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Saudi own goal: How buying Egyptian football clubs failed to pay off

Instead of winning over the hearts and minds of Egyptian football fans, Turki al-Sheikh repeatedly angered them with his controversial comments

With the recent announcement that the Saudi owner of Pyramids FC, an Egyptian football club based in Cairo, is withdrawing his investment from the club, Turki al-Sheikh’s exit has been just as swift as his entrance. But in a country where football is often an outlet for political dissent, this embarrassing fallout should give pause for thought about the nature of Egypt's close relations with Saudi Arabia. 

Al-Sheikh, the chairman of the Saudi General Sports Authority, has been a consistently controversial presence since the start of his involvement in Egyptian football in December. He was appointed as honorary president of al-Ahly, Egypt’s most popular team and the most successful club in Africa, in recognition of his fundraising efforts in support of club chairman Mahmoud al-Khateeb's election campaign.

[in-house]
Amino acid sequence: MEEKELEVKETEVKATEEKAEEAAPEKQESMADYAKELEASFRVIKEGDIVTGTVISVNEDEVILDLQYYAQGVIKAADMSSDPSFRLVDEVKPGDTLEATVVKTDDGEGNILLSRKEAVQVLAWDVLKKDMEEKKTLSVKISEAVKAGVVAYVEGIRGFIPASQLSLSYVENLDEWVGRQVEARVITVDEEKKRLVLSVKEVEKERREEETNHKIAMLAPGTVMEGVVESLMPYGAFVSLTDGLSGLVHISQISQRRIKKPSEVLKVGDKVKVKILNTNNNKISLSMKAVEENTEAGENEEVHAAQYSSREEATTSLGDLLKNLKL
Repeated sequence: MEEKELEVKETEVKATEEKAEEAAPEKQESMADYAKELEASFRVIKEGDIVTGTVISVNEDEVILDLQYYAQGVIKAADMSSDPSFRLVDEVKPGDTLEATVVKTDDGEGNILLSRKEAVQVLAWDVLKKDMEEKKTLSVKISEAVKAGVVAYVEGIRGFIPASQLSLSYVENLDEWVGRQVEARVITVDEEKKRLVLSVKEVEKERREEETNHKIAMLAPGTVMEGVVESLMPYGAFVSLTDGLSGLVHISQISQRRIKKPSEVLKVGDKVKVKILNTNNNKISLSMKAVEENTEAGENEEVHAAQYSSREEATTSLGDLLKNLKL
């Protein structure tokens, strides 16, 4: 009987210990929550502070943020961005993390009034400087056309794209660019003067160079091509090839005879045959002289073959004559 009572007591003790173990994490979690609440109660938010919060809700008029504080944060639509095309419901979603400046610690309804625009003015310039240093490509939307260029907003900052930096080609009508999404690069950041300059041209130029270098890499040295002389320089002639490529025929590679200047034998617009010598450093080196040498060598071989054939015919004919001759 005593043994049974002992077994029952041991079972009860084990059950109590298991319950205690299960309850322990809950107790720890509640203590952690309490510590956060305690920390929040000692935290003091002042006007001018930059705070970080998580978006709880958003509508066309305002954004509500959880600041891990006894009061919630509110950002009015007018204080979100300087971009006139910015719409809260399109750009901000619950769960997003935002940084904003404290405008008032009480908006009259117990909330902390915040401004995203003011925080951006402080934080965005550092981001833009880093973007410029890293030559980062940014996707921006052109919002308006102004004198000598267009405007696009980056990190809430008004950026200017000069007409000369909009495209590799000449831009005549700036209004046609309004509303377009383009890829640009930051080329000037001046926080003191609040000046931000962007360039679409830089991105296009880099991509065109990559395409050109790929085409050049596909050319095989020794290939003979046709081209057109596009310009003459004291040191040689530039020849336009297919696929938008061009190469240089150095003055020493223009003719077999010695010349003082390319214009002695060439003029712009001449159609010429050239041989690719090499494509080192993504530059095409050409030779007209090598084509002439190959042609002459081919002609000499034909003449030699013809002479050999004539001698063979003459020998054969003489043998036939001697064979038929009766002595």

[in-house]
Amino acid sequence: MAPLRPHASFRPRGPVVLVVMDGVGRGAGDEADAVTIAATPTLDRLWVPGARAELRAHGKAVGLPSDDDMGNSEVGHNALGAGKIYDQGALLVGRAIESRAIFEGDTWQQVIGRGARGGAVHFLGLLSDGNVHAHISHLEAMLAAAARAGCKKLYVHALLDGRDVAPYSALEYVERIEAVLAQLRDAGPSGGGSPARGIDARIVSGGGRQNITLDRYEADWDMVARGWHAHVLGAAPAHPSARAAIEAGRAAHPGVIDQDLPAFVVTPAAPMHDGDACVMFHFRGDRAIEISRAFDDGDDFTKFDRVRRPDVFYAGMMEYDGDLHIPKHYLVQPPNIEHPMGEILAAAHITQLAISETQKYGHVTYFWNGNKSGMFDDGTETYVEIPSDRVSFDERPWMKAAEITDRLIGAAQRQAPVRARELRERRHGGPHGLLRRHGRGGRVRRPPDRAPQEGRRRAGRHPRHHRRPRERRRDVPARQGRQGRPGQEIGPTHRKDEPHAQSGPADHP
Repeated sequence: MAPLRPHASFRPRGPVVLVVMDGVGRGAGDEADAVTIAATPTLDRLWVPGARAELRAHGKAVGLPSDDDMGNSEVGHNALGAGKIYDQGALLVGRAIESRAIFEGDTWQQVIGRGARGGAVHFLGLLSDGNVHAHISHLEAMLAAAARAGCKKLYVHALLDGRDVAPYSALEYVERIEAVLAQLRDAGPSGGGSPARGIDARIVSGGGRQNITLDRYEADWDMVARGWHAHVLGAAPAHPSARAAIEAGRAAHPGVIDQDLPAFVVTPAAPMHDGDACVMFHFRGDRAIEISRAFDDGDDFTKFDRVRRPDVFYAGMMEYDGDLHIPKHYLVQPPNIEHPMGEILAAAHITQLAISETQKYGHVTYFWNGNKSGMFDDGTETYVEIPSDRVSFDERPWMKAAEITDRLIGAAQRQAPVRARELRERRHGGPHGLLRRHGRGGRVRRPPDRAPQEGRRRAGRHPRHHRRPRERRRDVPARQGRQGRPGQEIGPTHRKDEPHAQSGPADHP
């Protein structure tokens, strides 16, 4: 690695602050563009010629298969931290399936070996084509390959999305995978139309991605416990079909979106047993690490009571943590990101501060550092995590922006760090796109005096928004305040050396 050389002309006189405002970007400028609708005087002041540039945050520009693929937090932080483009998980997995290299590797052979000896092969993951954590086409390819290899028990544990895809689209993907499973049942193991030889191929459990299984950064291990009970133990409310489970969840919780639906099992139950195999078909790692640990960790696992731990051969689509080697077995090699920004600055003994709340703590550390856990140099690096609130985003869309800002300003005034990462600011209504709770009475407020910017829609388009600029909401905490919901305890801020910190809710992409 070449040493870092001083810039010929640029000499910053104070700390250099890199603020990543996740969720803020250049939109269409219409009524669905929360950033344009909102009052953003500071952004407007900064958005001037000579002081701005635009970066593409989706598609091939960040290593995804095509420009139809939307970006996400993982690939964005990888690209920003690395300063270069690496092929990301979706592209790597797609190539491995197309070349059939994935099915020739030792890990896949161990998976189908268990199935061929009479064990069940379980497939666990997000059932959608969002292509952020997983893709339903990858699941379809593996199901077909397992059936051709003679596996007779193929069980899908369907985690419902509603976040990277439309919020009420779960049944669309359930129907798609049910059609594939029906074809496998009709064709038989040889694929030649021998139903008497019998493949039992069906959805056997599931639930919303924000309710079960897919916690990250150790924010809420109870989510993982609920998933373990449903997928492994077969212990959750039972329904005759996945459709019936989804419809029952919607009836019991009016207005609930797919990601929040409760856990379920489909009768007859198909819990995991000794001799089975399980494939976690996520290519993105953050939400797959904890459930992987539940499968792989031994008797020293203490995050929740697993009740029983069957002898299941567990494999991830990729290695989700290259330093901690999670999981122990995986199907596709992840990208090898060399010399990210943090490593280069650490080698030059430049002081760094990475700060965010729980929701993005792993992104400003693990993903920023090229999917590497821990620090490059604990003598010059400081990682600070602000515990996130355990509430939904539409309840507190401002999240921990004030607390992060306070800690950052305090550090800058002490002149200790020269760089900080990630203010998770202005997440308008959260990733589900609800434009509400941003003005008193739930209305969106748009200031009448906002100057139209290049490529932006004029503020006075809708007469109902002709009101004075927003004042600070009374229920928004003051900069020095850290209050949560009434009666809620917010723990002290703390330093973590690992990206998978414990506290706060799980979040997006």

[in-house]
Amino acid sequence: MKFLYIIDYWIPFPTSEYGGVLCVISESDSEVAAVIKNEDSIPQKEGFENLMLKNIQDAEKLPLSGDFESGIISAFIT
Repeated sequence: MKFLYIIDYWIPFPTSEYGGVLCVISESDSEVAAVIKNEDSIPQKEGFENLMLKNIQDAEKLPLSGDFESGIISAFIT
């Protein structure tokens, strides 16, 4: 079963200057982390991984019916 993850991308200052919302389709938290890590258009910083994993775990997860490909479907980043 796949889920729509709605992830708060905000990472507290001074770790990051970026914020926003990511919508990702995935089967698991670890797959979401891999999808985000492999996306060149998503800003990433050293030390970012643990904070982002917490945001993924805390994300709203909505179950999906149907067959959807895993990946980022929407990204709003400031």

He is believed to have played a significant role in financing al-Ahly during his five-month spell as honorary president. According to al-Sheikh himself, he spent 260 million Egyptian pounds ($14.5m) before stepping down in May after a disagreement with the club's board.

Weak commercial proposition

The reasons for his involvement in running football clubs in Egypt are open to speculation. Given the suspensions of the Egyptian football league between 2011 and 2013, the slow and staggered return of fans to stadiums, and the sluggish state of Egypt's economy, football clubs in Egypt are far from ideal targets for foreign investment.